Malum

    A great novel that reads easier than its length or age might make you believe (The epic sword fights didn't hurt, either). The only negative that I found was that it has "Walter Scott" syndrome, where the main (and thus most interesting) character disappears for long stretches of time throughout.

  8. 5 out of 5

    Rob

    This is easily my favorite book. It's very long and translated from Japanese resulting in some rough spots, but nevertheless, I could not put this one down. I recommend this to anyone...well, anyone who loves sword fighting.

  9. 5 out of 5

    Hadrian

    A very weighty historical novel about samurai. I thought I'd like this a lot more than I did. I might try again later.

  10. 5 out of 5

    Tom

    I am a huge fan of the old Criterion Collection samurai movies and I loved Toshiro Mifune's portrayal of Musashi, so I thought I'd give this a read. I found it VERY slow at the beginning, but I powered through. It took me as long to read this as it did to read Don Quixote….coincidentally, Musashi lived at the same time as Cervantes, so it was interesting to compare what was going on in Japan in the time of Shakespeare and Cervantes. The story is epic in scope and follows Musashi Myamoto's life I am a huge fan of the old Criterion Collection samurai movies and I loved Toshiro Mifune's portrayal of Musashi, so I thought I'd give this a read. I found it VERY slow at the beginning, but I powered through. It took me as long to read this as it did to read Don Quixote….coincidentally, Musashi lived at the same time as Cervantes, so it was interesting to compare what was going on in Japan in the time of Shakespeare and Cervantes. The story is epic in scope and follows Musashi Myamoto's life from the time when he was a 17 year old punk to his final battle with Ganryu, which cemented his fame. It is a great introduction to Japanese history and has me itching to some follow up non-fiction reading on Japan. As far as rating it, I could go anywhere from a 3 to a 5. The story itself is captivating and completely hooks you after a while. The writing seemed immature and choppy at the beginning, but then got more and more sophisticated. I don't know if this is a translation thing, but it kind of works. It seems as if the author or translator used this as a story telling device, that is, as the main characters matured and became wiser, so did the text and the way it was written. Maybe I am imagining this?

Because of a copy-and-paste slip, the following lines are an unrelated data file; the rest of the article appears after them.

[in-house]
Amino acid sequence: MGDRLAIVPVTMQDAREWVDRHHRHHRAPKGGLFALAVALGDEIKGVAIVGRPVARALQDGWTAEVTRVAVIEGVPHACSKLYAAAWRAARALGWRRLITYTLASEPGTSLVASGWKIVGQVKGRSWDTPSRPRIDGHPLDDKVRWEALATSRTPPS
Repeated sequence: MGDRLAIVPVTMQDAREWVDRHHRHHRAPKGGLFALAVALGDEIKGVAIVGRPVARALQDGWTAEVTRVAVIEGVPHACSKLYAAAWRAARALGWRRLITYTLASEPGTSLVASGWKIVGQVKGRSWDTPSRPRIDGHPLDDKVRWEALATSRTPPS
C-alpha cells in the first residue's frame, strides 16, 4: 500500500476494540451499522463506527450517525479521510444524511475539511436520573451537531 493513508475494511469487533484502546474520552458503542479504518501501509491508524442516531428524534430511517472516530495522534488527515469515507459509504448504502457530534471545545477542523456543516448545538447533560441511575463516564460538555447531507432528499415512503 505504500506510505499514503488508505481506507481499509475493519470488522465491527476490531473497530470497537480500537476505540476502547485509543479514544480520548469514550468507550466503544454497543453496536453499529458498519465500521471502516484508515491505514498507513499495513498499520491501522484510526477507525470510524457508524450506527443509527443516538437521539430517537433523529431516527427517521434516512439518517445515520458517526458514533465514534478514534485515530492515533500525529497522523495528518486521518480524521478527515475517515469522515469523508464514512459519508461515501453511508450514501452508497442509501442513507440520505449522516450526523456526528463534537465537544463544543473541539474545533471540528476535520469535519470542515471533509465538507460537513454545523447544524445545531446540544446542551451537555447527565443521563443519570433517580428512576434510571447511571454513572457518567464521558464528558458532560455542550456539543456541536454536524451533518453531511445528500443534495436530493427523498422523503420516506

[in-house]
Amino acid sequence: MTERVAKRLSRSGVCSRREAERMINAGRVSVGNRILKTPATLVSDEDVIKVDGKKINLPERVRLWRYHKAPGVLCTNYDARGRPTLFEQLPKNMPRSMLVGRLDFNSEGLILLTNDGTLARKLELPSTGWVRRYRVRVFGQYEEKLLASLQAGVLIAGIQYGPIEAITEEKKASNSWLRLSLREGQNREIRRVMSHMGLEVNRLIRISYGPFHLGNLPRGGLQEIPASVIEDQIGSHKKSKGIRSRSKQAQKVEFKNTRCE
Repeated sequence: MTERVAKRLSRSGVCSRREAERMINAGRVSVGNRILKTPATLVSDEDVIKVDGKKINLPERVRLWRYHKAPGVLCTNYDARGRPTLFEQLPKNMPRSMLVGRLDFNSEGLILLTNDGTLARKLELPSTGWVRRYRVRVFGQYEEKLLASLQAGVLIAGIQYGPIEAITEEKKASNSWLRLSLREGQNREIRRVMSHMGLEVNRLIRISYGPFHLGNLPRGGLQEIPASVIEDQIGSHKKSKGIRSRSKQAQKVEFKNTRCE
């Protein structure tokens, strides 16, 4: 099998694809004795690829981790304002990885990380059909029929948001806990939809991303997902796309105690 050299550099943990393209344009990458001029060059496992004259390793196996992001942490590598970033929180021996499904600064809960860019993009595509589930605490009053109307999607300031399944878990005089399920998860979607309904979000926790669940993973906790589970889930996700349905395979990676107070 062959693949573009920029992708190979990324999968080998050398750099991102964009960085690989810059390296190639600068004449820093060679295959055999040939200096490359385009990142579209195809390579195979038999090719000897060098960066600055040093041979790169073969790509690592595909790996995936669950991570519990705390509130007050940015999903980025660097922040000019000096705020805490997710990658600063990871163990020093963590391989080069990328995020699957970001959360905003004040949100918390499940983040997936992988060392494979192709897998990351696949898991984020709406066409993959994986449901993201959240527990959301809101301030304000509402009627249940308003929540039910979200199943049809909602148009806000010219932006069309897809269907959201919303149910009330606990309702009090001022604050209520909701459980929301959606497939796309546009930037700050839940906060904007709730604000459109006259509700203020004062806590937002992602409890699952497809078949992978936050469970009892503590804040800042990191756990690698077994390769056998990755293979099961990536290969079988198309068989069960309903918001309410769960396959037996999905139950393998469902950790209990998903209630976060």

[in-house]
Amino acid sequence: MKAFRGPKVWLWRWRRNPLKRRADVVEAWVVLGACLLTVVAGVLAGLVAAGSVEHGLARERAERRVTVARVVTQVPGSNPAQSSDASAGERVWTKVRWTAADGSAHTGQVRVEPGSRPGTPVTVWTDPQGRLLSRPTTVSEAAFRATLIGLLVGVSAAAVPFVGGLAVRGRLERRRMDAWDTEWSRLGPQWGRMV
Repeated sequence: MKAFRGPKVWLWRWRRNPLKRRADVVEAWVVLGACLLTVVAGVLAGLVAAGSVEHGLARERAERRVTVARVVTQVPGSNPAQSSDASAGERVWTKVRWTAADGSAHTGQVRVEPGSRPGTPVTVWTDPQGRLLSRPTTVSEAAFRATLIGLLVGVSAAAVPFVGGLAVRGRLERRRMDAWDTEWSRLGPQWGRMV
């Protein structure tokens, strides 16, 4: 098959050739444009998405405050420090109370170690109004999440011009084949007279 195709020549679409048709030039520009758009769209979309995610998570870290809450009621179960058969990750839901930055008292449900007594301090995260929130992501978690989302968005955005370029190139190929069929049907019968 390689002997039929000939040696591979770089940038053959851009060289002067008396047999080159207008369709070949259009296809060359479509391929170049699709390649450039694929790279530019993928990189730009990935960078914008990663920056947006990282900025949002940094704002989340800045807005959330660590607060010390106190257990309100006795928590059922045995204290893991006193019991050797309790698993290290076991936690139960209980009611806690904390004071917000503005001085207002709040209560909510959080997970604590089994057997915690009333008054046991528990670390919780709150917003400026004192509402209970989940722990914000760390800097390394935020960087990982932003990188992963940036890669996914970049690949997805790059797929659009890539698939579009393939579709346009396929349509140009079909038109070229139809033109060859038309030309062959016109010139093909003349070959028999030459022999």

11. 5 out of 5

    Riannon